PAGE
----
A control of a trade mark owner on imported goods without his permission in the EU

The European Court issued a judgment in Case C-379/14 TOP Logistics BV, Van Caem International BV v Bacardi & Company Ltd, Bacardi International Ltd; Bacardi & Company Ltd, Bacardi International Ltd v TOP Logistics BV, Van Caem International BV.
The case concerns the following:
TOP Logistics, formerly Mevi Internationaal Expeditiebedrijf BV (‘Mevi’), is an undertaking active in the storage and transhipment of goods. It has a licence to operate a customs warehouse and an excise warehouse.
Van Caem is an undertaking active in the international trade in trade-marked goods.
Bacardi produces and markets alcoholic drinks. It is the proprietor of various trade marks for those products.
During 2006, at the request of Van Caem, several consignments produced by Bacardi, transported to the Netherlands from a third State, were stored with Mevi in the port of Rotterdam (Netherlands).
Those goods were placed under the customs suspension arrangement for external transit or customs warehousing, such goods being known as (‘T1 goods’).
Subsequently, some of those goods were released for free circulation and placed under the duty suspension arrangement. Accordingly, those goods left the customs suspension arrangement regulated by Articles 91, 92 and 98 of the Customs Code and were placed in a tax warehouse.
Not having consented to the introduction of the goods at issue into the EEA and having, furthermore, learnt that the product codes had been removed from the bottles in the relevant consignments, Bacardi had them seized and sought various orders from the Rechtbank Rotterdam (District Court, Rotterdam). For that purpose it relied on an infringement of its Benelux trade marks.
By judgment of 19 November 2008, the Rechtbank Rotterdam held that the introduction into the EEA of the goods at issue infringed Bacardi’s Benelux trade marks and it took some of the requested measures.
TOP Logistics brought an appeal before the Gerechtshof Den Haag (Court of Appeal, The Hague). Van Caem was granted leave to intervene in those appeal proceedings.
By interlocutory judgment of 30 October 2012, that jurisdiction ruled that, as long as the goods at issue had the status of T1 goods, there was no infringement of Bacardi’s Benelux trademarks.
As to whether those marks had been infringed once the goods at issue had been placed under the duty suspension arrangement, that Court stated, in its interlocutory judgment, its intention of submitting a request for a preliminary ruling.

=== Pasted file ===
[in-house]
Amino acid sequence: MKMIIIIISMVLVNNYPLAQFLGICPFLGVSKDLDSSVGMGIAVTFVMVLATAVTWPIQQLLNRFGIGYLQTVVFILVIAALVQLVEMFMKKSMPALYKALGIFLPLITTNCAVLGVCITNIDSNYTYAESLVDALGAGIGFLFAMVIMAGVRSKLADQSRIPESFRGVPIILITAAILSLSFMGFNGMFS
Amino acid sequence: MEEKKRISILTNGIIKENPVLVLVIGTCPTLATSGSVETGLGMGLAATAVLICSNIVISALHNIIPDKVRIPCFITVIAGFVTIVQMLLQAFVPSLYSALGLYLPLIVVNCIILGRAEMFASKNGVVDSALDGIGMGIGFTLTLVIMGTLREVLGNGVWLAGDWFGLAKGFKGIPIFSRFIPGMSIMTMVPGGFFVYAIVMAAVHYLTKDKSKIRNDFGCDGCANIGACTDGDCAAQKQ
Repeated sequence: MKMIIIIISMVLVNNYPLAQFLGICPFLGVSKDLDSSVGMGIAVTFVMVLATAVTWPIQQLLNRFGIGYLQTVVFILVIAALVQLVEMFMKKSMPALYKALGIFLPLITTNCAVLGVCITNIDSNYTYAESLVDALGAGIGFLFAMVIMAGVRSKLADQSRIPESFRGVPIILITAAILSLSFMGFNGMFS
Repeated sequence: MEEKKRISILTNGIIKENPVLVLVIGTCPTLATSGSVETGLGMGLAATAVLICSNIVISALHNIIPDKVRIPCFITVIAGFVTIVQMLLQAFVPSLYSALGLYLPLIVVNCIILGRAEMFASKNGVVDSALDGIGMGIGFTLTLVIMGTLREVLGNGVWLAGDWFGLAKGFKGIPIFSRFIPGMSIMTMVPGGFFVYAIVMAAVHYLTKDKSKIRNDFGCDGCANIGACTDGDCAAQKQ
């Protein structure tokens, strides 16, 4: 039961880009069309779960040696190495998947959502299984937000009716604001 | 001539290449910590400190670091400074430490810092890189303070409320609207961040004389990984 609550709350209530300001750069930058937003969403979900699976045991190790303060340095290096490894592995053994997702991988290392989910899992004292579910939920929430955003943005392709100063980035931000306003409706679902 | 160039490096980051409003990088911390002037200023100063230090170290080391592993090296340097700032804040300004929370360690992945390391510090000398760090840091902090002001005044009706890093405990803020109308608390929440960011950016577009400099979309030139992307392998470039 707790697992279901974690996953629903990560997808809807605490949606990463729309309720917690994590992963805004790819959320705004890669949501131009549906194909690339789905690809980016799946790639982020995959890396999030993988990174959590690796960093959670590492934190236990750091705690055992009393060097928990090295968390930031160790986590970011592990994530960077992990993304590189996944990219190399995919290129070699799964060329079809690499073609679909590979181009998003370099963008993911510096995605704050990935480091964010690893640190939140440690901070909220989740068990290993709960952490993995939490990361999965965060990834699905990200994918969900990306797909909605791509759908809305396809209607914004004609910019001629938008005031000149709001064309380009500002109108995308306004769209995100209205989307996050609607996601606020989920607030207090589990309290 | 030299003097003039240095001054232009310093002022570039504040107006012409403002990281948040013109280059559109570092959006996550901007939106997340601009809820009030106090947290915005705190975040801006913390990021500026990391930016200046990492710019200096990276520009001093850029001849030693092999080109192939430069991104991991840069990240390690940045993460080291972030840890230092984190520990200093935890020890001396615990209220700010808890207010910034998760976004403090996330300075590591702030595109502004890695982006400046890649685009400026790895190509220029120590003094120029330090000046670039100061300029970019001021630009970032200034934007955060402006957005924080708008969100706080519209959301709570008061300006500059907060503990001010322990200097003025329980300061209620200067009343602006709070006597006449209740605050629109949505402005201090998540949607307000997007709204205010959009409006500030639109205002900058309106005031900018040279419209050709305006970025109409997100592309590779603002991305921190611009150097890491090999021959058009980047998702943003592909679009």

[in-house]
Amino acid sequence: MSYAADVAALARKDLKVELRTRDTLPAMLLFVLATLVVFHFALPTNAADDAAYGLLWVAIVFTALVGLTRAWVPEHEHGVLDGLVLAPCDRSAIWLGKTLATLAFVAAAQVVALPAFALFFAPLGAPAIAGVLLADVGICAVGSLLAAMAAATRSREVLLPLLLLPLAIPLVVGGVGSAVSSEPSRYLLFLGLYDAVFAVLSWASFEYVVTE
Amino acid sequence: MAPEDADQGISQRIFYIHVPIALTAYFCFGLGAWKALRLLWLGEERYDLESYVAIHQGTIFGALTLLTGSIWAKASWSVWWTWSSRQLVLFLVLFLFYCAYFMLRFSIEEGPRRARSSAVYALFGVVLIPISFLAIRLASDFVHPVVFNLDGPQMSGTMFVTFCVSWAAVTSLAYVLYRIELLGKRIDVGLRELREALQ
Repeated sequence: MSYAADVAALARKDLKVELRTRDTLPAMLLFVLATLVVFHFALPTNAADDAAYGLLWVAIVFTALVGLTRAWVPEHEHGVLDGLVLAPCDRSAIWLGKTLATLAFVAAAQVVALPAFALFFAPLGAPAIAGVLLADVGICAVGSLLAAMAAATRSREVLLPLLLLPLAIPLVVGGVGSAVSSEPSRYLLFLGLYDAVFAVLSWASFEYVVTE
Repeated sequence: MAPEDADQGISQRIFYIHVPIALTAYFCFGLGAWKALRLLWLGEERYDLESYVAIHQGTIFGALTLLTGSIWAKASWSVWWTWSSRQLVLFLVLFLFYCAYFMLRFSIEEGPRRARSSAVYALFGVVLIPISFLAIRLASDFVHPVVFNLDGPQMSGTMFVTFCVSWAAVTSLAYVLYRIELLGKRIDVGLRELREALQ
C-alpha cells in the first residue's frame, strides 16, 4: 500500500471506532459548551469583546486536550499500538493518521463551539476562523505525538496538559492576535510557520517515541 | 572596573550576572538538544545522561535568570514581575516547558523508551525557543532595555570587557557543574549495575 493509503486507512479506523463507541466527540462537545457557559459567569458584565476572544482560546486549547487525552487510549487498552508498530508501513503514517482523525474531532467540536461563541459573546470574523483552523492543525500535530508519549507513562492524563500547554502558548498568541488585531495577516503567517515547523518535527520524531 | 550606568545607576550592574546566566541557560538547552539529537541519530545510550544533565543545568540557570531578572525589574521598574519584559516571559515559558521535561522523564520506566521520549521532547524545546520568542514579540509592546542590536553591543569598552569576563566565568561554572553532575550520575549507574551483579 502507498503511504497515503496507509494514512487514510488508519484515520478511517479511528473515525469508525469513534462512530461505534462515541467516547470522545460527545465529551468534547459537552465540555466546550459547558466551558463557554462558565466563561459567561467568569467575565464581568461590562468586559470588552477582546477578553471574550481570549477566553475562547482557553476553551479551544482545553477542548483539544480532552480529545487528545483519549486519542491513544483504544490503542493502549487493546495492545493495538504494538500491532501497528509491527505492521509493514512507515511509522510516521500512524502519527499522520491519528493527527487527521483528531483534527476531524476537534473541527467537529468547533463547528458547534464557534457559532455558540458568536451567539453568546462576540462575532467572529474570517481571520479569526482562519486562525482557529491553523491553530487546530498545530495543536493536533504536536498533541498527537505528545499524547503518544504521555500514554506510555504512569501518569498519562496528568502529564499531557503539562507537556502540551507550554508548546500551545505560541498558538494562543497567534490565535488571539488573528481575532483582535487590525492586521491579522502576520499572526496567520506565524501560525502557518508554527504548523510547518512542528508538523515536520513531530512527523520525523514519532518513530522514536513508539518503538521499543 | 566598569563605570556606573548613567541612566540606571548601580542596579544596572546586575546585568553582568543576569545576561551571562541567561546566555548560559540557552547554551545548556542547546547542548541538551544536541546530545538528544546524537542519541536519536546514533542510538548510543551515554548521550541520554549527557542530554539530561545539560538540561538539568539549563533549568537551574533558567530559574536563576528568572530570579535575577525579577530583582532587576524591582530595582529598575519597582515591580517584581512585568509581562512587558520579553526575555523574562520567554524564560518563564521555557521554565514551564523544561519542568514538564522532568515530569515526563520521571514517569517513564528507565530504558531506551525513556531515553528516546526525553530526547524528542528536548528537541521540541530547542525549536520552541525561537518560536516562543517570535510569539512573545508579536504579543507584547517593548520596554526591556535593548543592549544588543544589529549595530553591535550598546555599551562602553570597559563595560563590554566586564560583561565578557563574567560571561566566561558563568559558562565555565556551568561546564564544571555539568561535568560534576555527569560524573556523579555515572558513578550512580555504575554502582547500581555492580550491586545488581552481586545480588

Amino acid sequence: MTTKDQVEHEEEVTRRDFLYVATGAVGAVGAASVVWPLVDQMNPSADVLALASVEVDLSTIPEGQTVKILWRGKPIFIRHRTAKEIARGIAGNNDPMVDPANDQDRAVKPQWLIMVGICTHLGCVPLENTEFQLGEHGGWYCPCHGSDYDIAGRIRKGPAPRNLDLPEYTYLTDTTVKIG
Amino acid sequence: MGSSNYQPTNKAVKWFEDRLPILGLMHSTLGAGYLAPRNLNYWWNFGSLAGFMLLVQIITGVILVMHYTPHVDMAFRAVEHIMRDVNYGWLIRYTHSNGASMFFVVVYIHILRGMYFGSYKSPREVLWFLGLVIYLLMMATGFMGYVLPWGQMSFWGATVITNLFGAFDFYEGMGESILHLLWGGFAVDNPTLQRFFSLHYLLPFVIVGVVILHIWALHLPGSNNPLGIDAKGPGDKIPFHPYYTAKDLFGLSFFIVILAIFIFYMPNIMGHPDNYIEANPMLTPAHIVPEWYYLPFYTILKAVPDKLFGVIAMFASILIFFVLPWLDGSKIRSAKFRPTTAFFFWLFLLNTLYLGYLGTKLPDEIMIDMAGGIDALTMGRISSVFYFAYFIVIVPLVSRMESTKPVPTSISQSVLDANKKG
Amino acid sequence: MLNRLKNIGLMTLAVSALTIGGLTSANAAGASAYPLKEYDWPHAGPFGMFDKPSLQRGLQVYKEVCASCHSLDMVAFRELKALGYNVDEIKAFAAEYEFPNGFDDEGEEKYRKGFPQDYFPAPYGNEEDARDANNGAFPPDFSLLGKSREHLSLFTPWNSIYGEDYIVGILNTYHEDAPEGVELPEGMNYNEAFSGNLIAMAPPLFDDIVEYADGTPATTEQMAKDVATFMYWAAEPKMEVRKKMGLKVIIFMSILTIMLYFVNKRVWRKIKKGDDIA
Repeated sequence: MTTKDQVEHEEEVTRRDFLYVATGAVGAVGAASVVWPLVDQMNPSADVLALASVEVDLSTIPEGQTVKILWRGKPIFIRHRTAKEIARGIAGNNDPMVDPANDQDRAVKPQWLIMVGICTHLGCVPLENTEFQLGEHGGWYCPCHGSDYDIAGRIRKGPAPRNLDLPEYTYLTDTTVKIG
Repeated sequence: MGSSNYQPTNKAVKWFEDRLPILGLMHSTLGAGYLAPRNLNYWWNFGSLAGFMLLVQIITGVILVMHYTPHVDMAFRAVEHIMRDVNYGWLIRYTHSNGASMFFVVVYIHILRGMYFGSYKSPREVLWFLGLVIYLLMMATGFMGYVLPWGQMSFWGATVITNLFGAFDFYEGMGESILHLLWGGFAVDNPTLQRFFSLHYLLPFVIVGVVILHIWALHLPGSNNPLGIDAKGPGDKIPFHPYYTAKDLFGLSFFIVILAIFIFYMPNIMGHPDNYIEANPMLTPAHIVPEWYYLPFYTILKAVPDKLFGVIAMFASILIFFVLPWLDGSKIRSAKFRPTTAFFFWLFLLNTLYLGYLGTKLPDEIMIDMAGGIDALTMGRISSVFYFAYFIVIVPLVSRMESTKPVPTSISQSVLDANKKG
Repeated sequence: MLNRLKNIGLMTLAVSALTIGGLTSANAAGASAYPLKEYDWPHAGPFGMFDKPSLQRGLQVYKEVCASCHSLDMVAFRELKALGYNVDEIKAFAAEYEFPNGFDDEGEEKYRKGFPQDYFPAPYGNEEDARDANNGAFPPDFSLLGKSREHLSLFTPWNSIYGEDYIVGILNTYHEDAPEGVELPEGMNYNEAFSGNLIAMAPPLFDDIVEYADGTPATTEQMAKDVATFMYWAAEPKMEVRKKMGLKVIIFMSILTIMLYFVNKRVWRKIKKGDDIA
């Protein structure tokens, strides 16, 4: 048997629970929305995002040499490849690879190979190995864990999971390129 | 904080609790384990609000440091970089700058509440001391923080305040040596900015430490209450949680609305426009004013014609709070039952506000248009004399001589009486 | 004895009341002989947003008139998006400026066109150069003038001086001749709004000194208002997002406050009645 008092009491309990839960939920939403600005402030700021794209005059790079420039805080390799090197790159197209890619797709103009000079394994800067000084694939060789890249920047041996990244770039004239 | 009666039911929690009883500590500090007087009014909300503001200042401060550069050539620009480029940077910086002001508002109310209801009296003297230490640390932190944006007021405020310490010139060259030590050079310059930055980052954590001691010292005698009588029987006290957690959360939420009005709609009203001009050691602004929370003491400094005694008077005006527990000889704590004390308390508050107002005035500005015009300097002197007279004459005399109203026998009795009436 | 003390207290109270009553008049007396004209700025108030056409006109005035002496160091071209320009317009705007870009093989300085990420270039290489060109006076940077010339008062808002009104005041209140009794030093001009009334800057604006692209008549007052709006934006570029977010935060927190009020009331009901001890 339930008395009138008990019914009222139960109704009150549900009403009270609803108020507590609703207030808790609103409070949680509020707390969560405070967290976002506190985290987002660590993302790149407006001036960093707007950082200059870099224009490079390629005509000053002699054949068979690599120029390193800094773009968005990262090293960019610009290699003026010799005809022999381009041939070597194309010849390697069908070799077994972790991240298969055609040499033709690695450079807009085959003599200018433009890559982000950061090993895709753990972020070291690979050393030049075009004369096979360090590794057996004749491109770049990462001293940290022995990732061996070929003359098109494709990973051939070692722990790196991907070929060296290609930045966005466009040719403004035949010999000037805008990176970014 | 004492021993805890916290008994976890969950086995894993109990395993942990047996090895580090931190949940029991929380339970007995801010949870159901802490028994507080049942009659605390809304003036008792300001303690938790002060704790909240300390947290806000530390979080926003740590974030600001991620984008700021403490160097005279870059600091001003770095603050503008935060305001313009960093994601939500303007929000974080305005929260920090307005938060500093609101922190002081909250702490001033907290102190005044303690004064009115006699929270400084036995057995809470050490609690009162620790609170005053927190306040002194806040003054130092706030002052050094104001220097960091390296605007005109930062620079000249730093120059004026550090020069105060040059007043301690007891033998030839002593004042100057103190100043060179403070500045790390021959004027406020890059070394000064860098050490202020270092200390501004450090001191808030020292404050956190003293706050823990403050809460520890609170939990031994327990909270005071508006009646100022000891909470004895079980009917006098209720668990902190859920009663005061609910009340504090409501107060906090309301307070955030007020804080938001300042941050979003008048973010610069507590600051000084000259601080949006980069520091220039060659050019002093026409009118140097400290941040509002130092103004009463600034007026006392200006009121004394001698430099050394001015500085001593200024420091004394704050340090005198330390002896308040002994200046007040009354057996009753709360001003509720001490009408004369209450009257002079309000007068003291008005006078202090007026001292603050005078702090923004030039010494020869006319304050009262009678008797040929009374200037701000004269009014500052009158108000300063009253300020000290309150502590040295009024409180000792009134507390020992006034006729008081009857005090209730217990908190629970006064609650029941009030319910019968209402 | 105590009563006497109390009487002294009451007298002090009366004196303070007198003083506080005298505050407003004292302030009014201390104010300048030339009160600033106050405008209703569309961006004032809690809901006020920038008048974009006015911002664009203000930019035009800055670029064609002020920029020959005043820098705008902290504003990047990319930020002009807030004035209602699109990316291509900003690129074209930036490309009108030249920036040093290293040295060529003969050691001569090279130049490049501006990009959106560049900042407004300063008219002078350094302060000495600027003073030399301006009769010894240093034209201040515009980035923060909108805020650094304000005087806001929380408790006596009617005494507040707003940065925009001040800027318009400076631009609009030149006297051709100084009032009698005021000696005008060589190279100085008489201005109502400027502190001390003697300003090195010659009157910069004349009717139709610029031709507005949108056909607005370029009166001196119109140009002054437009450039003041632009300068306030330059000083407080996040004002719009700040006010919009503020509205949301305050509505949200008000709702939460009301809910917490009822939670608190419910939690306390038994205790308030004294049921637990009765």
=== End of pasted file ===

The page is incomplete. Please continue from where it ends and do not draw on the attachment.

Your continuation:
In the order for reference, the Gerechtshof Den Haag states that, unlike in the case of T1 goods, any import duties which might be payable were paid for goods in a tax warehouse. Those goods have, consequently, been imported within the meaning of Directive 92/12 and released into free circulation. They have become Community goods.
Those findings must not, however, according to the Gerechtshof Den Haag, necessarily lead to the conclusion that the goods at issue have been imported within the meaning of Article 5(3)(c) of Directive 89/104.
Moreover, the Gerechtshof Den Haag has doubts whether, in relation to goods placed under the duty suspension arrangement, there can be ‘use’ ‘in the course of trade’ within the meaning of Article 5(1) of Directive 89/104 and a likelihood of an adverse effect on one of the functions of the trade mark within the meaning of the case-law of the Court.
In those circumstances, the Gerechtshof te Amsterdam decided to stay the proceedings and to refer the following questions to the Court for a preliminary ruling:
‘These questions concern goods originating outside the EEA which, after having been brought into the territory of the EEA (neither by the trade mark proprietor nor with its consent), are placed in a Member State of the European Union under the external transit procedure or under the customs warehousing procedure.
(1) Where such goods are subsequently placed under a duty suspension arrangement, as in the present case, must those goods then be regarded as having been imported within the meaning of Article 5(3)(c) of Directive 89/104 with the result that there is “use (of the sign) in the course of trade” that can be prohibited by the trade mark proprietor pursuant to Article 5(1) of that directive?
(2)  If Question 1 is answered in the affirmative, must it then be accepted that in circumstances such as those in the case at issue, the mere presence in a Member State of such goods (which have been placed under a duty suspension arrangement in that Member State) does not prejudice, or cannot prejudice, the functions of the trade mark, with the result that the trade mark proprietor which invokes national trade mark rights in that Member State cannot oppose that presence?’
The Court’s decision:
Article 5 of the First Council Directive 89/104/EEC of 21 December 1988 to approximate the laws of the Member States relating to trade marks must be interpreted as meaning that the proprietor of a trade mark registered in one or more Member States may oppose a third party placing goods bearing that trade mark under the duty suspension arrangement after they have been introduced into the EEA and released for free circulation without the consent of that proprietor.
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